Email marketing is the key to your business success, and designing an effective HTML newsletter to promote your business is one such method. Before you put pen to paper, consider browsing your own inbox to take note of what interests you.
Below are 10 examples of brilliantly executed emails that each have their own unique attributes.
Attract new customers and bring back lost customers
“Hit ’em in the pocket” has long been an approach to deter certain human behaviors, but it can also be seen in reverse. Harry’s Shaving Products Delivery Service is offering both existing customer and new customer £5 off their next orders.
Elsewhere, the email includes a link to an “about us” style article, a summary of the recipient’s order and a button to track the package, all using blue colors and a minimal design – in line to the company’s brand image.
Offering a discount on a product or service is a great way to incentivize new subscriptions. The Bloombox potted plant delivery service offers a 10% discount for all new customers who sign up for the company’s newsletter.
To encourage new customers to spend their money, photographs of some of the company’s most expensive products created high expectations. Beneath a “BUY NOW” button – which implies urgency – are three links to Bloombox social media where customers can see more alluring photos.
3. Just cook
A company that uses email marketing campaigns to win back subscribers, food delivery box service Simply Cook sends engaging, content-filled emails to consumers who have previously used the service.
The email appears to be from a specific employee – in this case, Penny – and a subject line that reads ‘Take your FREE gift with a £3 SimplyCook box today’ adds instant appeal.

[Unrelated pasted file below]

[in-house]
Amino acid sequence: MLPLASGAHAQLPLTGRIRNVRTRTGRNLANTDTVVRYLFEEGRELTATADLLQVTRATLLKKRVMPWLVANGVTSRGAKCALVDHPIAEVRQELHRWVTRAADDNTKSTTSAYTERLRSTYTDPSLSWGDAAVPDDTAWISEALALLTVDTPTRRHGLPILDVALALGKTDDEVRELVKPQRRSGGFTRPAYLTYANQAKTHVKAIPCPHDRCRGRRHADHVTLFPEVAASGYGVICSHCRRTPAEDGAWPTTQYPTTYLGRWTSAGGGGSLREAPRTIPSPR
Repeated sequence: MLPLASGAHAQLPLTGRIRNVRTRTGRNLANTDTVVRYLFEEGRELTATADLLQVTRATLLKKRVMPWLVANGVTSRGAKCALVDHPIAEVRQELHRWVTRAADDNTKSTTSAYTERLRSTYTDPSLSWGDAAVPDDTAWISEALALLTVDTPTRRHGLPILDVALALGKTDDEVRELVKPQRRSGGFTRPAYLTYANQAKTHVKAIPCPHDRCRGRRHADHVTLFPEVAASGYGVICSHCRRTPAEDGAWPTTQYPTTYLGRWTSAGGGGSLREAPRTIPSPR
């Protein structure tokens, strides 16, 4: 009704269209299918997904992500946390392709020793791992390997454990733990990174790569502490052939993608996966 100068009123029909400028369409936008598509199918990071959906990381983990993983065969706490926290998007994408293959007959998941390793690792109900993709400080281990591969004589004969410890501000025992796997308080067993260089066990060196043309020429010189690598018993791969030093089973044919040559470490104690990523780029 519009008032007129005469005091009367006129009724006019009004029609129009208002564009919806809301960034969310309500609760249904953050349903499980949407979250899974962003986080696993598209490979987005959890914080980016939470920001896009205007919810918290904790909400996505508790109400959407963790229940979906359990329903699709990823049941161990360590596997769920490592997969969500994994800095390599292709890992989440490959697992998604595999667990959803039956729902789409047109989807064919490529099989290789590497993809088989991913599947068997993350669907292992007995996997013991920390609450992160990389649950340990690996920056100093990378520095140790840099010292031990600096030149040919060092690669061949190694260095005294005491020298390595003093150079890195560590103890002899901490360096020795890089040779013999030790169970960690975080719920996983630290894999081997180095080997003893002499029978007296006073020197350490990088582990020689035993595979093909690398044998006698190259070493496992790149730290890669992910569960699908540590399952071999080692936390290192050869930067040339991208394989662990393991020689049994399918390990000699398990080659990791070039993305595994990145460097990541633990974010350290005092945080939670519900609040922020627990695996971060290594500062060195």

The calls to action are plentiful, with bold, colorful buttons to re-subscribe to the service, to investigate the free giveaway, and to download the company’s app. Other design elements used include vivid images that help us imagine the ideological culinary world of Simply Cook.
Marketing to existing customers
Waggel Pet Insurance Company offers frequent discounts to active members to encourage them to stay loyal; in this case, a discount on a wine delivery service was available.
A simple yet attractive design that incorporates brand colors is only half the story, and it’s clear the team behind this email had other priorities. In order to engage with customers, Waggel opted for friendly, conversational language in the form of “Wine not?”.
This email is timely and coincides with the Easter bank holiday weekend: a time for many workers to relax. Waggel acknowledges this, offering a justification for buying the wine so the reader doesn’t have to.
5. Getting Started
Delivering the right kind of content and repeating personalization should be easy to pilot. A surefire way to encourage repeat customers is to tailor your marketing to their wants and needs. In this case, crowdfunding platform Kickstarter tracked an investment – or purchase – of a product with a similar product line.
Key information is displayed below an image which also serves as a link to the product, although this could be made more obvious.
A car is usually a person’s second most important purchase, after a house. This can be a particularly anxiety-provoking time and many questions may arise. Electric car company Tesla uses automated email marketing to regularly notify buyers.